About the conventional step care paradigm, pwMS switching horizontally in terms of efficacy from interferon-beta to glatiramer acetate, or vice-versa, i.e. from one moderate efficacy DMT to another moderate efficacy DMT, do not do as well as pwMS switching vertically to fingolimod a highly-effective DMTs. Similarly, people with MS escalating to natalizumab, a very-high efficacy DMT, do better than pwMS being escalated to the less effective, but still high-efficacy, DMT fingolimod. 

What determines what efficacy level of a DMT is appropriate depends on individual factors, for example, baseline prognostic profile, family planning, local or national treatment guidelines, socioeconomic factors, patient factors in particular comorbidities, cognitive impairment, risk aversion and lifestyle issues. The adoption rate of the rapid escalation or the flipping of the pyramid over the conventional step-care approach is highly variable worldwide and even within countries.

To address the variation in clinical practice and how MS is treated, we launched a policy document, ‘Brain Health: Time Matters in Multiple Sclerosis’, to activate the MS community to be more proactive in managing MS. We need to update this policy document to include the concept of flipping the pyramid.

One development worth highlighting is the classification of DMTs into maintenance and immune reconstitution therapies and those that are immunomodulatory compared to those that result in immunosuppression. In addition, immunosuppressive therapies can be further subdivided into those that cause prolonged compared to short-term immunosuppression, the relative attributes of which are compared in the following table. 

Maintenance vs Immune Reconstitution Therapies (IRTs)

There is a divide between the two main treatment philosophies: maintenance-escalation vs. IRTs.  By definition, an IRT is given as a short course, i.e. as a one-off treatment in the case of AHSCT or intermittently as in the case of alemtuzumab, cladribine or mitoxantrone. IRTs are not given continuously, and additional therapy courses are only given if there is a recurrence of inflammatory activity. IRTs can induce long-term remission and, in some cases, potentially a cure. One could argue that none of our treatments cure MS, but unless we define what constitutes a cure and look for it, we won’t find it. At the recent ECTRIMS/ACTRIMS meeting in Milan, I noted that several speakers raised the issue of needing a definition of an MS cure. None of them had read our Editorial from 2013 doing just this.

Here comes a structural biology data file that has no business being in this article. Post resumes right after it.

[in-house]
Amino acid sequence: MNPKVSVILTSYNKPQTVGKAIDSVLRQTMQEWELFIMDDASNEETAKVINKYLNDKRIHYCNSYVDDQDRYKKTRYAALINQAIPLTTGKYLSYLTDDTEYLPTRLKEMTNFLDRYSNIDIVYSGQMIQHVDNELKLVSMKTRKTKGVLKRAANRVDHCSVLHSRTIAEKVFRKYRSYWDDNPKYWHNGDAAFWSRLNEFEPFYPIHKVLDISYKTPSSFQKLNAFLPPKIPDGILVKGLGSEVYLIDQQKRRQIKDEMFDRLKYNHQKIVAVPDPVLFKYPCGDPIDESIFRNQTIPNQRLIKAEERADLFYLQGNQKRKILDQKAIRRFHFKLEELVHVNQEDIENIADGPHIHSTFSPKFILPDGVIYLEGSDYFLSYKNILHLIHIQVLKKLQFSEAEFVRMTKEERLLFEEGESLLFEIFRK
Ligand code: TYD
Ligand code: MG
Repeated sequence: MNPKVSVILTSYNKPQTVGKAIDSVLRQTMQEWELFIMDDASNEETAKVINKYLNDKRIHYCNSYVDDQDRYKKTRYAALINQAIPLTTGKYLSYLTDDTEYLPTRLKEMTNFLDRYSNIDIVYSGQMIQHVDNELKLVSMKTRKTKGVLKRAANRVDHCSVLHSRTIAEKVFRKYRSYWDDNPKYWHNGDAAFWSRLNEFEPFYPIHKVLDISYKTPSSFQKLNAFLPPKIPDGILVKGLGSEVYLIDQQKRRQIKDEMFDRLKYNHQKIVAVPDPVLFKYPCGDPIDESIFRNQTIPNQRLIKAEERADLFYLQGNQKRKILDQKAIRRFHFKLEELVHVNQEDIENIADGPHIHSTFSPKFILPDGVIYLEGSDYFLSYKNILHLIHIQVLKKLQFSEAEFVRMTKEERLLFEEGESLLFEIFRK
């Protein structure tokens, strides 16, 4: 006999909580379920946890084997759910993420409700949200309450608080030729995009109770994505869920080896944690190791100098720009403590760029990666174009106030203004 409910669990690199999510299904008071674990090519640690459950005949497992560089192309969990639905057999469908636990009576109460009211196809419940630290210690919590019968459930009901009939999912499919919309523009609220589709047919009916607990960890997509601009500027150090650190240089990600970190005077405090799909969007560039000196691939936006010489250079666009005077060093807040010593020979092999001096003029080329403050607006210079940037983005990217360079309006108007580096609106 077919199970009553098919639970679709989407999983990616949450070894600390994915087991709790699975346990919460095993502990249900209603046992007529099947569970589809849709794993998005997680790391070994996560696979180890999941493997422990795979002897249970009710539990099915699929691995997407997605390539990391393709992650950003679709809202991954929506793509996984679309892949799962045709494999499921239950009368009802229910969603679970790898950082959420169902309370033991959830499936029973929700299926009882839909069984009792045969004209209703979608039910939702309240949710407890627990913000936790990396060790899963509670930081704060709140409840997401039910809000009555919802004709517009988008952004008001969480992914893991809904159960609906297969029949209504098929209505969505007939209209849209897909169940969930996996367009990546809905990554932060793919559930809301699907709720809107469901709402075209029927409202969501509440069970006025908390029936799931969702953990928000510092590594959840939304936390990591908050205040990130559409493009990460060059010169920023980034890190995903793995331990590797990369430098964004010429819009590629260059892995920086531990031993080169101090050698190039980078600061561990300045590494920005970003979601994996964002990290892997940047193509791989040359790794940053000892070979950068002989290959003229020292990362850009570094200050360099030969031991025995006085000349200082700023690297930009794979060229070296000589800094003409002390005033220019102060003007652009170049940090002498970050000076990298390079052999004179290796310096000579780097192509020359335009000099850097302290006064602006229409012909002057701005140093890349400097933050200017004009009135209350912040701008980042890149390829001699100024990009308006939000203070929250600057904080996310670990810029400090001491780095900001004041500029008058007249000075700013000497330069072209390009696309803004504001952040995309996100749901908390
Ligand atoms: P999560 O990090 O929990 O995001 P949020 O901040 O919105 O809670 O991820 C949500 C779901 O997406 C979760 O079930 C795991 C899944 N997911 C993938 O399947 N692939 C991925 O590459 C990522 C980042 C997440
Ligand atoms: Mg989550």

Banwell B, Giovannoni G, Hawkes C, Lublin F. Editors' welcome and a working definition for a multiple sclerosis cure. Mult Scler Relat Disord. 2013 Apr;2(2):65-7. 

In comparison, maintenance therapies are, by definition, given continuously without an interruption in dosing. Although maintenance therapies can induce long-term remission, i.e. NEIDA, they cannot, by definition, result in a cure. With maintenance therapies, the recurrence of, or ongoing, inflammatory activity indicates a suboptimal response to treatment and typically results in a treatment switch. Ideally, this switch should be to a more effective class of DMTs, hence the term escalation.  

Continuous and intermittent immunosuppression

Another practical way of classifying DMTs is based on whether or not they are immunosuppressive. An immunosuppressive is any DMT that reduces the activation, or effectiveness, of the immune system. From a regulatory perspective, for a drug to be classified as being immunosuppressive, it should (1) cause significant lymphopaenia (low lymphocyte count) or leukopaenia (low white blood cell count), (2) be associated with opportunistic infections, (3) reduce the antibody response to vaccines and (4) and increase the risk of secondary malignancies. The duration and intensity of immunosuppression further determine the risks. For example, short-term or intermittent immunosuppression associated with IRTs front-loads the risks, which are substantially lower once the immune system has reconstituted itself.